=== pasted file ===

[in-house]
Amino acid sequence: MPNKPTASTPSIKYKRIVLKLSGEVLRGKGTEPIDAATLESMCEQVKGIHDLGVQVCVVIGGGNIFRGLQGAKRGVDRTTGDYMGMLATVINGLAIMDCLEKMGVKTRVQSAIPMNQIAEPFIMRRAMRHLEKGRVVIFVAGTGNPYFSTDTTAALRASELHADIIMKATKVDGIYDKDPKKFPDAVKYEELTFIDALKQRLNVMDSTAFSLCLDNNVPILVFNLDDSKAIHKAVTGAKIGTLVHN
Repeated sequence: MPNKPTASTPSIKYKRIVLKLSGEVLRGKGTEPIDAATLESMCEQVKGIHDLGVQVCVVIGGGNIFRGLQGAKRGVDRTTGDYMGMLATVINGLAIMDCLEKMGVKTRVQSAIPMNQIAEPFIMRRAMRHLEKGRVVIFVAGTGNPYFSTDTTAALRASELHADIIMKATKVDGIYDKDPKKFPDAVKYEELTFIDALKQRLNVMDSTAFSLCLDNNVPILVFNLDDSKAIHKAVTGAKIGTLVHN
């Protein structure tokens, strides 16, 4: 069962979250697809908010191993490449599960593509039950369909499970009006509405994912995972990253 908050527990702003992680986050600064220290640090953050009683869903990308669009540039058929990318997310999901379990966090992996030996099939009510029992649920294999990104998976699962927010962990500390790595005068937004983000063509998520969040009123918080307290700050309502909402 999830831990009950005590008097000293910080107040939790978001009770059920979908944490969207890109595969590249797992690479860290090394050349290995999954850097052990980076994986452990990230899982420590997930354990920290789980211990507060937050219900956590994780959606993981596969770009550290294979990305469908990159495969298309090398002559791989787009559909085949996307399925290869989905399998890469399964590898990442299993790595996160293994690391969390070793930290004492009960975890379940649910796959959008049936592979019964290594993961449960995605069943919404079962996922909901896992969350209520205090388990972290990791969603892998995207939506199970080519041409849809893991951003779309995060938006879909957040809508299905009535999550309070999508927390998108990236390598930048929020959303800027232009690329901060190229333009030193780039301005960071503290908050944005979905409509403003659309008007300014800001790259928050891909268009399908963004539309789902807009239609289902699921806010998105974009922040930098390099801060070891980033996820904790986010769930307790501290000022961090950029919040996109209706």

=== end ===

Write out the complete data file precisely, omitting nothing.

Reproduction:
[in-house]
Amino acid sequence: MPNKPTASTPSIKYKRIVLKLSGEVLRGKGTEPIDAATLESMCEQVKGIHDLGVQVCVVIGGGNIFRGLQGAKRGVDRTTGDYMGMLATVINGLAIMDCLEKMGVKTRVQSAIPMNQIAEPFIMRRAMRHLEKGRVVIFVAGTGNPYFSTDTTAALRASELHADIIMKATKVDGIYDKDPKKFPDAVKYEELTFIDALKQRLNVMDSTAFSLCLDNNVPILVFNLDDSKAIHKAVTGAKIGTLVHN
Repeated sequence: MPNKPTASTPSIKYKRIVLKLSGEVLRGKGTEPIDAATLESMCEQVKGIHDLGVQVCVVIGGGNIFRGLQGAKRGVDRTTGDYMGMLATVINGLAIMDCLEKMGVKTRVQSAIPMNQIAEPFIMRRAMRHLEKGRVVIFVAGTGNPYFSTDTTAALRASELHADIIMKATKVDGIYDKDPKKFPDAVKYEELTFIDALKQRLNVMDSTAFSLCLDNNVPILVFNLDDSKAIHKAVTGAKIGTLVHN
């Protein structure tokens, strides 16, 4: 069962979250697809908010191993490449599960593509039950369909499970009006509405994912995972990253 908050527990702003992680986050600064220290640090953050009683869903990308669009540039058929990318997310999901379990966090992996030996099939009510029992649920294999990104998976699962927010962990500390790595005068937004983000063509998520969040009123918080307290700050309502909402 999830831990009950005590008097000293910080107040939790978001009770059920979908944490969207890109595969590249797992690479860290090394050349290995999954850097052990980076994986452990990230899982420590997930354990920290789980211990507060937050219900956590994780959606993981596969770009550290294979990305469908990159495969298309090398002559791989787009559909085949996307399925290869989905399998890469399964590898990442299993790595996160293994690391969390070793930290004492009960975890379940649910796959959008049936592979019964290594993961449960995605069943919404079962996922909901896992969350209520205090388990972290990791969603892998995207939506199970080519041409849809893991951003779309995060938006879909957040809508299905009535999550309070999508927390998108990236390598930048929020959303800027232009690329901060190229333009030193780039301005960071503290908050944005979905409509403003659309008007300014800001790259928050891909268009399908963004539309789902807009239609289902699921806010998105974009922040930098390099801060070891980033996820904790986010769930307790501290000022961090950029919040996109209706």